Using multiple SSL certificates in HTTP(S) load balancing with Ingress

Overview

The HTTP(S) load balancer terminates user SSL/TLS connections at the global load balancing layer, then balances the connections across your instances via SSL. If your application uses HTTP(S) Load Balancing configured through Ingress, you can present up to ten SSL certificates to the load balancer.

The load balancer uses Server Name Indication (SNI) to determine which certificate to present to the client, based on the hostname in the TLS handshake message. If the client does not use SNI, or if the SNI domain does not match, then the system uses the certificate listed first in the annotation directive of your Ingress configuration YAML. The following diagram depicts the system function:

multiple SSL certificates with Ingress system diagram

Prerequisites

This document is specific to HTTP(S) load balancing configured via Ingress. To use this procedure, you need a Kubernetes Engine project with HTTP(S) Load Balancing configured through Ingress. If you do not wish to use Secrets, you need to have SSL certificates already uploaded to GCP.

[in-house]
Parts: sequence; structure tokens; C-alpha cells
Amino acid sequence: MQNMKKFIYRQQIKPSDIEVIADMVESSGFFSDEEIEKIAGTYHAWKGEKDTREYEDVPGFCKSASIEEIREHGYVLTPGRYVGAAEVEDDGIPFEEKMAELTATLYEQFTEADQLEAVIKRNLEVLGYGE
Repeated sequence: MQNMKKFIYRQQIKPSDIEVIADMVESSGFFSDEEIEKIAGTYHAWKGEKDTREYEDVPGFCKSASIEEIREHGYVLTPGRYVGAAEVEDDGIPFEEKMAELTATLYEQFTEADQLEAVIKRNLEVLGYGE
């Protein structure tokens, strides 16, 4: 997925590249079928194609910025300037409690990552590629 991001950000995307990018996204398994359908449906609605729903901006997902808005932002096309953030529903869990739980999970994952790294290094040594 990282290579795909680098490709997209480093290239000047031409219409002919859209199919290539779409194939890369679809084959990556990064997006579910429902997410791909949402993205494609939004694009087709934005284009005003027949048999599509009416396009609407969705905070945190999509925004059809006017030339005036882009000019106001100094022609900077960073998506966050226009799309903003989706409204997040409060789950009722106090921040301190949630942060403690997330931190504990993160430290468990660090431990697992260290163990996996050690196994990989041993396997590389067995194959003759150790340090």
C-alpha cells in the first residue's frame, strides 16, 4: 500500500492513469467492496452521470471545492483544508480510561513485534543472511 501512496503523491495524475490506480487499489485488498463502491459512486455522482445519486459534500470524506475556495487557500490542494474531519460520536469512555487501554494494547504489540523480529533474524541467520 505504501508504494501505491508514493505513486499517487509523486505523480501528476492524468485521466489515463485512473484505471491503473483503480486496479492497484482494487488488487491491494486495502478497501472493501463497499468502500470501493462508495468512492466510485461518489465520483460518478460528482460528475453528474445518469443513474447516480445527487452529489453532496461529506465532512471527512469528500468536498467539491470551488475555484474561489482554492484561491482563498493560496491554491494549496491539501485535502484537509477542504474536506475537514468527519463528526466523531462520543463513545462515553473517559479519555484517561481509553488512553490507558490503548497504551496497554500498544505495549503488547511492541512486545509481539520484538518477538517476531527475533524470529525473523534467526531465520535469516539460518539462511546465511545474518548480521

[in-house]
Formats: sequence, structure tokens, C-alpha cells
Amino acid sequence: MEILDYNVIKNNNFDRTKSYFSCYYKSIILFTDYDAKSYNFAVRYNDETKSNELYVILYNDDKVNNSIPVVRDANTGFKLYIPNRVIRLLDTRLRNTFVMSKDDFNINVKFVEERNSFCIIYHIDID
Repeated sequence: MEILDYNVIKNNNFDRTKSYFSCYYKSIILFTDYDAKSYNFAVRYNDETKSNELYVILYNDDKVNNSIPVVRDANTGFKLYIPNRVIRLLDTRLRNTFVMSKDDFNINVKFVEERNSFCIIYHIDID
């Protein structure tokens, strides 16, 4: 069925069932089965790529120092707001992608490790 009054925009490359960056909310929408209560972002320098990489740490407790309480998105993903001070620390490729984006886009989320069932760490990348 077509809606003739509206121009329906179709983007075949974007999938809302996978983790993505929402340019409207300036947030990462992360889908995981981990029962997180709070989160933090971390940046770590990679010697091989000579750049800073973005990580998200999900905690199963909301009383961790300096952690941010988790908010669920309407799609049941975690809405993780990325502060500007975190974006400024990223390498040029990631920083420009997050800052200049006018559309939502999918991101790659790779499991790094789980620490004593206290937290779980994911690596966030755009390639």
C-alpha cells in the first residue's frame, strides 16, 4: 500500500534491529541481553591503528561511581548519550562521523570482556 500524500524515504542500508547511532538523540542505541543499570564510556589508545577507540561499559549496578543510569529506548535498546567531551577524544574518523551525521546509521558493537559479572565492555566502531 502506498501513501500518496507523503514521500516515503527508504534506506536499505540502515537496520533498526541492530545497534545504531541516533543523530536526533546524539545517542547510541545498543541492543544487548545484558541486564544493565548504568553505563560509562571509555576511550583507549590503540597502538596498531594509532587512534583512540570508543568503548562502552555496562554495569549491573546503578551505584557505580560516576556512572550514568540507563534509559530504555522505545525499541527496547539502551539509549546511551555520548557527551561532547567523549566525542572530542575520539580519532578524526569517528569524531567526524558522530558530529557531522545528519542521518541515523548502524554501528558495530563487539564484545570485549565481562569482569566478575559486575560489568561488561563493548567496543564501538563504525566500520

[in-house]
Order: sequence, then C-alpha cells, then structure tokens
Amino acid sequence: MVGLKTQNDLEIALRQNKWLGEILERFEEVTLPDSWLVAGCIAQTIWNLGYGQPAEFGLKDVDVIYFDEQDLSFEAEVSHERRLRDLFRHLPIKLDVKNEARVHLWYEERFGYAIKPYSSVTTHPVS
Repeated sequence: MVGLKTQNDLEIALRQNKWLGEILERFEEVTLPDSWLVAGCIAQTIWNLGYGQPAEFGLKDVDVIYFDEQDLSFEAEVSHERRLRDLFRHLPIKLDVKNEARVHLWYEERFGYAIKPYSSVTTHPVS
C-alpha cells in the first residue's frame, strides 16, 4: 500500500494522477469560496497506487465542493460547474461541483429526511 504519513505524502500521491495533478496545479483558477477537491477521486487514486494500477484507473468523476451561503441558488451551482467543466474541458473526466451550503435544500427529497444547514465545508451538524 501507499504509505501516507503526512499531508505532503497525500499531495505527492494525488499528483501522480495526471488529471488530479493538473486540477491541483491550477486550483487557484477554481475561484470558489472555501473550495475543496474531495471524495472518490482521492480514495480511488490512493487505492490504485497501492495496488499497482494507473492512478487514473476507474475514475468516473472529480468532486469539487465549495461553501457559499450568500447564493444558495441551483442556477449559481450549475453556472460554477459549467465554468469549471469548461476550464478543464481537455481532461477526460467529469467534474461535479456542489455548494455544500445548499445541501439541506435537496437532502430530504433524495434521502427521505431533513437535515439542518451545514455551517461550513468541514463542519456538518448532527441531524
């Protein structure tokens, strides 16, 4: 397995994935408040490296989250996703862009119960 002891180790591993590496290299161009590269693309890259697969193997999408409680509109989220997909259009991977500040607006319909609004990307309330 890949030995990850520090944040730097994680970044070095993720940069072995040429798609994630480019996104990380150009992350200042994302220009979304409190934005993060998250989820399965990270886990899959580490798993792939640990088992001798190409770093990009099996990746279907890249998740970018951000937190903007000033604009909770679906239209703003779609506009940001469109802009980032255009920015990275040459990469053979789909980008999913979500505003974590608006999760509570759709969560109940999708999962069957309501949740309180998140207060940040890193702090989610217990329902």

If you wish to perform load balancing without Ingress, please refer to the Google Cloud Load Balancing documentation.

Specifying certificates for an Ingress

You can specify certificates for an Ingress using one of two methods:

  1. Kubernetes Secrets.
  2. Pre-shared certificates. These certificates already exist in GCP and are referenced via an annotation.

Specifying certificates using Kubernetes Secrets

Secrets are intended to hold sensitive information, such as passwords, OAuth tokens, and SSH keys. Storing sensitive information in a Secret is safer and more flexible than specifying it in plain text in a Pod definition or Docker image.

To use Kubernetes Secrets, you need to first create the certificates and upload them to your GCP project. Kubernetes Secrets are managed in the same way as other Kubernetes objects using the kubectl command-line interface. (For more information about creating and uploading Secrets, see the Secrets documentation.)

Once certificates are uploaded, declare them using the tls: directive of the Ingress configuration YAML: